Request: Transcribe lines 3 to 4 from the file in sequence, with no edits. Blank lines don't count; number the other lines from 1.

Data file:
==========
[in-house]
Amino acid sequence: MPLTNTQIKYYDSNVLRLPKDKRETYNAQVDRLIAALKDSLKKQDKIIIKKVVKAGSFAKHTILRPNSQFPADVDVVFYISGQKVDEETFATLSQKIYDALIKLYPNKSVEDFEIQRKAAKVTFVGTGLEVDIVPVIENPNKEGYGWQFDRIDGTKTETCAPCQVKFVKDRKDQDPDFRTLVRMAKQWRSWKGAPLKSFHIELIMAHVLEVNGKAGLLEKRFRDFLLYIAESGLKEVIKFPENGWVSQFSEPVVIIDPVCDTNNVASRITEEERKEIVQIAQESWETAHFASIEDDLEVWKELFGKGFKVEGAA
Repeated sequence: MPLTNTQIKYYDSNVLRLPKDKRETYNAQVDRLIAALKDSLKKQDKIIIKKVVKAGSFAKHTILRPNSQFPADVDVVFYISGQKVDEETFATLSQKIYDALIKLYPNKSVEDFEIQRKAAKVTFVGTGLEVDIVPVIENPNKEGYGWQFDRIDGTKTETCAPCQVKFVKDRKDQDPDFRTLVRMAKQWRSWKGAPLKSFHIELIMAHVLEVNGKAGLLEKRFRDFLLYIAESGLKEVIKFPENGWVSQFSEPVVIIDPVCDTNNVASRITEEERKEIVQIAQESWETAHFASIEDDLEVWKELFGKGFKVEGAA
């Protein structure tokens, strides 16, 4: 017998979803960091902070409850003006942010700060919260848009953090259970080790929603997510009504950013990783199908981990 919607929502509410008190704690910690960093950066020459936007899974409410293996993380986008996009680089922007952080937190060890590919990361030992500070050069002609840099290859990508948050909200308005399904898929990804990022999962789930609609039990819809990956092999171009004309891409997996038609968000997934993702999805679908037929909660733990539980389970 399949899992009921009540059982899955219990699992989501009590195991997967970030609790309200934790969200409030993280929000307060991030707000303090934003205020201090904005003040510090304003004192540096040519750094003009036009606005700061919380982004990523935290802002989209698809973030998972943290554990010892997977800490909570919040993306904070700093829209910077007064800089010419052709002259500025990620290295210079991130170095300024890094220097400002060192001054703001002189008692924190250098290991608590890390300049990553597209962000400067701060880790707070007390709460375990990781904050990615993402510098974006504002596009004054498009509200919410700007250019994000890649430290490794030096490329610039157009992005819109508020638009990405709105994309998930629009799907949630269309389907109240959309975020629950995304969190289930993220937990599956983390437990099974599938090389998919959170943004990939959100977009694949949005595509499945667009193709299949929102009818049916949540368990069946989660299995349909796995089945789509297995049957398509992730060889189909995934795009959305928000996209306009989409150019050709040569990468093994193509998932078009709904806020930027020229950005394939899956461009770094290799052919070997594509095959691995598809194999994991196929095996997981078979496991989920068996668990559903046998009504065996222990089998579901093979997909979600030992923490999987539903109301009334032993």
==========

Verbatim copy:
Repeated sequence: MPLTNTQIKYYDSNVLRLPKDKRETYNAQVDRLIAALKDSLKKQDKIIIKKVVKAGSFAKHTILRPNSQFPADVDVVFYISGQKVDEETFATLSQKIYDALIKLYPNKSVEDFEIQRKAAKVTFVGTGLEVDIVPVIENPNKEGYGWQFDRIDGTKTETCAPCQVKFVKDRKDQDPDFRTLVRMAKQWRSWKGAPLKSFHIELIMAHVLEVNGKAGLLEKRFRDFLLYIAESGLKEVIKFPENGWVSQFSEPVVIIDPVCDTNNVASRITEEERKEIVQIAQESWETAHFASIEDDLEVWKELFGKGFKVEGAA
């Protein structure tokens, strides 16, 4: 017998979803960091902070409850003006942010700060919260848009953090259970080790929603997510009504950013990783199908981990 919607929502509410008190704690910690960093950066020459936007899974409410293996993380986008996009680089922007952080937190060890590919990361030992500070050069002609840099290859990508948050909200308005399904898929990804990022999962789930609609039990819809990956092999171009004309891409997996038609968000997934993702999805679908037929909660733990539980389970 399949899992009921009540059982899955219990699992989501009590195991997967970030609790309200934790969200409030993280929000307060991030707000303090934003205020201090904005003040510090304003004192540096040519750094003009036009606005700061919380982004990523935290802002989209698809973030998972943290554990010892997977800490909570919040993306904070700093829209910077007064800089010419052709002259500025990620290295210079991130170095300024890094220097400002060192001054703001002189008692924190250098290991608590890390300049990553597209962000400067701060880790707070007390709460375990990781904050990615993402510098974006504002596009004054498009509200919410700007250019994000890649430290490794030096490329610039157009992005819109508020638009990405709105994309998930629009799907949630269309389907109240959309975020629950995304969190289930993220937990599956983390437990099974599938090389998919959170943004990939959100977009694949949005595509499945667009193709299949929102009818049916949540368990069946989660299995349909796995089945789509297995049957398509992730060889189909995934795009959305928000996209306009989409150019050709040569990468093994193509998932078009709904806020930027020229950005394939899956461009770094290799052919070997594509095959691995598809194999994991196929095996997981078979496991989920068996668990559903046998009504065996222990089998579901093979997909979600030992923490999987539903109301009334032993």